So, have you been a little creative this year with your employee salary packaging?  Given them a car, paid for relocation costs, thrown a Christmas party, gym membership. This is great for boosting morale and showing appreciation but when you discover it costs you a lot more in the form of Fringe Benefits Tax it can be a real knock.  Today I’m going to explain what Fringe Benefits Tax is and how fringe benefits tax works. And if you stay until the end of the article I have a couple of bonus tips which I will share with you.

Let’s get into it

What is Fringe benefits tax.  Simply put, fringe benefits tax is a tax paid by employers that is applied to certain non-cash benefits paid to employees.  It is paid on items provided over and above their cash salary. 

FBT was first introduced on 1 July 1986 by the then Labor government led by Bob Hawke.  It completely redefined how non-cash benefits were treated for tax purposes especially around areas such as entertainment.  At the time it was introduced it was intended it address a perceived failing in the tax law which basically meant that non-cash benefits provided to employees went un-taxed and therefore, according to the Labor government of the day, caused a tax leakage which really means, they thought they were losing money.

In fact, the then Government were so upset about the thought of losing tax revenue, that they made the tax applicable to employees and their associates.  So the next question has to be: what is an employee for fringe benefits tax purposes?  Well, you have employees as we all understand them:  people who work for you, but the definition goes on to include people who used to work for you and people who will be working for you, so think the person who has signed the contract of employment but not started work yet.  It also includes; directors, beneficiaries of a trust who also work in the business, office holders such as company secretaries, and people receiving compensation payments.  Plus their associates…so people they know such as spouses and children.  It’s a pretty broad definition and the reason for this is because fringe benefits tax is levied on “items provided in respect of employment” which in itself is a pretty broad definition and explains why both past and future employees are caught in the net.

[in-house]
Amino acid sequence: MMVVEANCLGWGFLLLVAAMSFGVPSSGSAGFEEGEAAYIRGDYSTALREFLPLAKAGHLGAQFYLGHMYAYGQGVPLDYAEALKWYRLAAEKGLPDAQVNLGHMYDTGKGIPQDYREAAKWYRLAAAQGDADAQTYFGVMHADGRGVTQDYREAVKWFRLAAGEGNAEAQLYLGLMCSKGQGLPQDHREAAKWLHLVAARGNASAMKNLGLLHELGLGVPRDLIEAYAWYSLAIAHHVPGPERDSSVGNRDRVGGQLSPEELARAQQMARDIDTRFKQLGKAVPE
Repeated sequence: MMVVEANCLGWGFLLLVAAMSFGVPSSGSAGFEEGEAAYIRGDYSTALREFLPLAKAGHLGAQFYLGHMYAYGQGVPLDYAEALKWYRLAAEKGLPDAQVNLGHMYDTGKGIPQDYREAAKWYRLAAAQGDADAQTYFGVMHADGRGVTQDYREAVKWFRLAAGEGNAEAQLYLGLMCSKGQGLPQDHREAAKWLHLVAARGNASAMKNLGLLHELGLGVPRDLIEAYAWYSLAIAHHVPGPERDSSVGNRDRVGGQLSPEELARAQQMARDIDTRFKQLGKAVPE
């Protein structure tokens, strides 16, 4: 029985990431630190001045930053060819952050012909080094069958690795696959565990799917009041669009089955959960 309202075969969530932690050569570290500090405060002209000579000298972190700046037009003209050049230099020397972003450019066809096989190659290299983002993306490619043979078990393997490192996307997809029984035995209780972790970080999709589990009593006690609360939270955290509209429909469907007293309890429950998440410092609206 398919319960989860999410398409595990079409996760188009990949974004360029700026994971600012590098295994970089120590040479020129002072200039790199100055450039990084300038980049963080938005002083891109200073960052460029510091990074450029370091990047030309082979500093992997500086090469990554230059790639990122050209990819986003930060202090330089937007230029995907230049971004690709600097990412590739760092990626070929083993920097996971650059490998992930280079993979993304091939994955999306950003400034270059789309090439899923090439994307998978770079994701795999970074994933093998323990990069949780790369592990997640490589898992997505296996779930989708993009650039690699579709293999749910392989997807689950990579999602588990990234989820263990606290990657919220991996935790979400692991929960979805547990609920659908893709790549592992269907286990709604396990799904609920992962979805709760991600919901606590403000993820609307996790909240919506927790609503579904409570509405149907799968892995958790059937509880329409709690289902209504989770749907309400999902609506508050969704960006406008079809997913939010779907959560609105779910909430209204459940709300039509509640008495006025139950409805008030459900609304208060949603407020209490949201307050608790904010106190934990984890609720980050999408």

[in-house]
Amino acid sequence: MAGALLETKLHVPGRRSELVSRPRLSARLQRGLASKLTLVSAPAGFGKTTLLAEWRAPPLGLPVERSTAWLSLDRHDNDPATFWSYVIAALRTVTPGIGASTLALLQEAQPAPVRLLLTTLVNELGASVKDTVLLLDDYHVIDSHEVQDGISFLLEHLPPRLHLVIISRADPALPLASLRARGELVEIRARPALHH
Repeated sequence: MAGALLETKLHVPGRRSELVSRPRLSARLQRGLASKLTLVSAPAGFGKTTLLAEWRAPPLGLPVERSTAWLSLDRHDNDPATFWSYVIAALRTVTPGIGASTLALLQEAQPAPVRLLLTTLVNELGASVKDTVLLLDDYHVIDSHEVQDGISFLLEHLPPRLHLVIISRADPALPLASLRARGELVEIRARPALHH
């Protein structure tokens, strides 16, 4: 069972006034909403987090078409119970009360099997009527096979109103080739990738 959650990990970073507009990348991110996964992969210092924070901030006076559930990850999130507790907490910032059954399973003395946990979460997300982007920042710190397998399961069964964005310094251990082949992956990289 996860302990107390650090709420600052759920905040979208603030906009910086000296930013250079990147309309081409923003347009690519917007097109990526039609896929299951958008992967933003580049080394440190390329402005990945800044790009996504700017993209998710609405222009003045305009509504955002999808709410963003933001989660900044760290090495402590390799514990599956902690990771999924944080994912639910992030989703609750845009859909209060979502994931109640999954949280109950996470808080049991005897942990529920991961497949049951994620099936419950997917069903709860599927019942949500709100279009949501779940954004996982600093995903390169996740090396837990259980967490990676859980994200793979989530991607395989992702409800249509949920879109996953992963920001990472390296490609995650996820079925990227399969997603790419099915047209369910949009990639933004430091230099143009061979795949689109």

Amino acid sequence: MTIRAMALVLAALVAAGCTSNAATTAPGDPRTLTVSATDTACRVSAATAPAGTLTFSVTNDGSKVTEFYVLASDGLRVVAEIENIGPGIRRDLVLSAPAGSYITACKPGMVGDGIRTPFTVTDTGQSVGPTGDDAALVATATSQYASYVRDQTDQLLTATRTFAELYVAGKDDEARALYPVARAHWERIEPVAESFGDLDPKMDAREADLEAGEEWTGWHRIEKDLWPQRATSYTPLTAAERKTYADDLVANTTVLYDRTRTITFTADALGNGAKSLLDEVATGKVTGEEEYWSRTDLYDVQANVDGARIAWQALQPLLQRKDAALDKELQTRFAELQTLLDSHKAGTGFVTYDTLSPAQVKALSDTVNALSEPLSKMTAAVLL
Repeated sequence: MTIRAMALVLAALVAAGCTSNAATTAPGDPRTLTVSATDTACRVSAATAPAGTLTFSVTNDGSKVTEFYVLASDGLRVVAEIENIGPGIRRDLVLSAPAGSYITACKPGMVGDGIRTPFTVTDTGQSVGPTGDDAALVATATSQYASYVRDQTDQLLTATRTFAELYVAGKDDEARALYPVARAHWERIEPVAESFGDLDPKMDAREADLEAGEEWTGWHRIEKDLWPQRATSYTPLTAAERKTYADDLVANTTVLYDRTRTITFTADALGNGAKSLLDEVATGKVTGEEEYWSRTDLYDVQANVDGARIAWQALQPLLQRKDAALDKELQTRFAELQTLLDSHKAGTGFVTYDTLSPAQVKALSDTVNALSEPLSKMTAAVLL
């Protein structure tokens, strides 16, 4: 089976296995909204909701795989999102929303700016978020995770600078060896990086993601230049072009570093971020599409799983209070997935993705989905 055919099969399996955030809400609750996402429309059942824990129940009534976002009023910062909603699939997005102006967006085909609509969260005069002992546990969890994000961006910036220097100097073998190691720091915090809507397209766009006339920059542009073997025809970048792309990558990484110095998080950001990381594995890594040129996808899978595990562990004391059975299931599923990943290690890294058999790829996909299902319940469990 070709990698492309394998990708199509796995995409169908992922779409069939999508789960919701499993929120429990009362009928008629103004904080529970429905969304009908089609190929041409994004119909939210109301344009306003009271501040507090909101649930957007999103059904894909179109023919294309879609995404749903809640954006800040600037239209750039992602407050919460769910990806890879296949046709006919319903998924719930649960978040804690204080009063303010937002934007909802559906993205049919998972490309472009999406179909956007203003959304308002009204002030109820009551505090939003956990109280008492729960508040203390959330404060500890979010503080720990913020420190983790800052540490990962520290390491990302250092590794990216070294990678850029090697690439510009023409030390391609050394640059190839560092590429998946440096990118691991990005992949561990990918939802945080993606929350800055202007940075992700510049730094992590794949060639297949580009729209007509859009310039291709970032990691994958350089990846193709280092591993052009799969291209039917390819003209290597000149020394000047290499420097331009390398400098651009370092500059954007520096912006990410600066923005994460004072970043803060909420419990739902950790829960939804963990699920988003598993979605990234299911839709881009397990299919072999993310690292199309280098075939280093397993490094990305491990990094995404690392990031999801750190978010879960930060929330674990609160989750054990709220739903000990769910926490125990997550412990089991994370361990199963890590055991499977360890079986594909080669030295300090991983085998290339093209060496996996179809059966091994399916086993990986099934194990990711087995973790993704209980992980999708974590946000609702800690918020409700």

This can be a pretty bitter pill to swallow so the good news for employees here is that you don’t actually pay the tax, your employer does.  As an employee you will be given the total dollar value of all fringe benefits items provided via your income statement each year, assuming you have received $2,000 or more in fringe benefit items.  This amount does need to be disclosed on your tax return and for most, it ends there.  Whilst the amount of fringe benefits provided to employees is not taxed at an employee level, it is used to calculate several other things such as the negative gearing on investment properties, and will act to reduce the loss.

It is not so simple if you are an employer.  Firstly, you can’t just take the dollar value of the fringe benefits provided and put that on the income statement.  The total dollar value needs to be grossed up to represent the value of the benefit as if it were a pre-tax cash salary that was being paid. The tax itself is then calculated as 47% of the total grossed up value, that is, they assume the highest marginal tax rate is to be applied including Medicare levy.  The Fringe Benefits Tax year runs from 1 April to 31 March each year and the due date for lodgement of returns is generally speaking around 15 May.

So there’s the bare bones of fringe benefits tax, and I know I said I would give you a couple of bonus tips if you stayed until the end of the video but before I do, if you have learned 1 useful thing in this video, perhaps you would consider heading over and giving it a thumbs up, if you learned 2 useful things, perhaps you would consider hitting the subscribe button and supporting small channels like this one to continue to make useful content for you all.

Right, now that’s out of the way, bonus tip number 1, what type of items are considered to be benefits provided and captured by fringe benefits tax. Broadly speaking fringe benefits can divided into nine different categories and these are car, loan and debt waivers, expense payments, housing, living-away-from-home allowances, airline transport, board, entertainment, car parking, property and residual fringe benefits.  Items that are excluded from the fringe benefits tax net include: salary and wages, remote area housing, superannuation, minor benefits, work-related items such as tools, briefcases, mobile phones and laptops and other portable digital items.

My second bonus tip speaks to how to reduce FBT.  If you are an employee, you have three main options which you can consider.  Number 1, cash out your benefits.  This means you receive cash instead of the benefit being offered.  Number 2, make contributions towards the cost of the fringe benefit being provided from your after-tax salary.  So for example, if you are being provided with a car, making after tax contributions towards the running costs of the car will help to reduce the overall fringe benefits tax on the vehicle.  And number 3 change things up a bit.  Swap out your fringe benefits for items that are on the exempt list.

If you are an employer, you can use the same three options plus consider using other methods such as employee share schemes or additional payments into superannuation.

So there we go, fringe benefits in a nutshell.  Thankyou for reading and I’ll catch you in the next one.

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